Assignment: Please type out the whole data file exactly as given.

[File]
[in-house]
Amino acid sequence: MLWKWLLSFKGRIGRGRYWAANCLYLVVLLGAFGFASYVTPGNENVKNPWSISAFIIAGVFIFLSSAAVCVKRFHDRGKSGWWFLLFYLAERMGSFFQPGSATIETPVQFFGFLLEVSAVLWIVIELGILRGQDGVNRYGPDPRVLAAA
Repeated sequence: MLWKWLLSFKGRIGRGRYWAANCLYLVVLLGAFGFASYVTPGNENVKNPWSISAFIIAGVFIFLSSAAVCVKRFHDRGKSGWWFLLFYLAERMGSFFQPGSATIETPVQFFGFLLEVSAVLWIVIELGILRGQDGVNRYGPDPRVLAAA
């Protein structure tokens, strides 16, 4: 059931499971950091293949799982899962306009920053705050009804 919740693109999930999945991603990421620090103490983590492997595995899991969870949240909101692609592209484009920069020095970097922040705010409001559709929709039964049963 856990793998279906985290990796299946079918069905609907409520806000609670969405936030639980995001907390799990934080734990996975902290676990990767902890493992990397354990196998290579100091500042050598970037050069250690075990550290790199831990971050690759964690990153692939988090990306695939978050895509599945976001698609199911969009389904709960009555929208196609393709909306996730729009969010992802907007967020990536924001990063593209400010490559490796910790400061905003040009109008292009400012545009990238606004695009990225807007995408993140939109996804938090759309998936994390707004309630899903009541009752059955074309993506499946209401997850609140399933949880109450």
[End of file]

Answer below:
[in-house]
Amino acid sequence: MLWKWLLSFKGRIGRGRYWAANCLYLVVLLGAFGFASYVTPGNENVKNPWSISAFIIAGVFIFLSSAAVCVKRFHDRGKSGWWFLLFYLAERMGSFFQPGSATIETPVQFFGFLLEVSAVLWIVIELGILRGQDGVNRYGPDPRVLAAA
Repeated sequence: MLWKWLLSFKGRIGRGRYWAANCLYLVVLLGAFGFASYVTPGNENVKNPWSISAFIIAGVFIFLSSAAVCVKRFHDRGKSGWWFLLFYLAERMGSFFQPGSATIETPVQFFGFLLEVSAVLWIVIELGILRGQDGVNRYGPDPRVLAAA
């Protein structure tokens, strides 16, 4: 059931499971950091293949799982899962306009920053705050009804 919740693109999930999945991603990421620090103490983590492997595995899991969870949240909101692609592209484009920069020095970097922040705010409001559709929709039964049963 856990793998279906985290990796299946079918069905609907409520806000609670969405936030639980995001907390799990934080734990996975902290676990990767902890493992990397354990196998290579100091500042050598970037050069250690075990550290790199831990971050690759964690990153692939988090990306695939978050895509599945976001698609199911969009389904709960009555929208196609393709909306996730729009969010992802907007967020990536924001990063593209400010490559490796910790400061905003040009109008292009400012545009990238606004695009990225807007995408993140939109996804938090759309998936994390707004309630899903009541009752059955074309993506499946209401997850609140399933949880109450």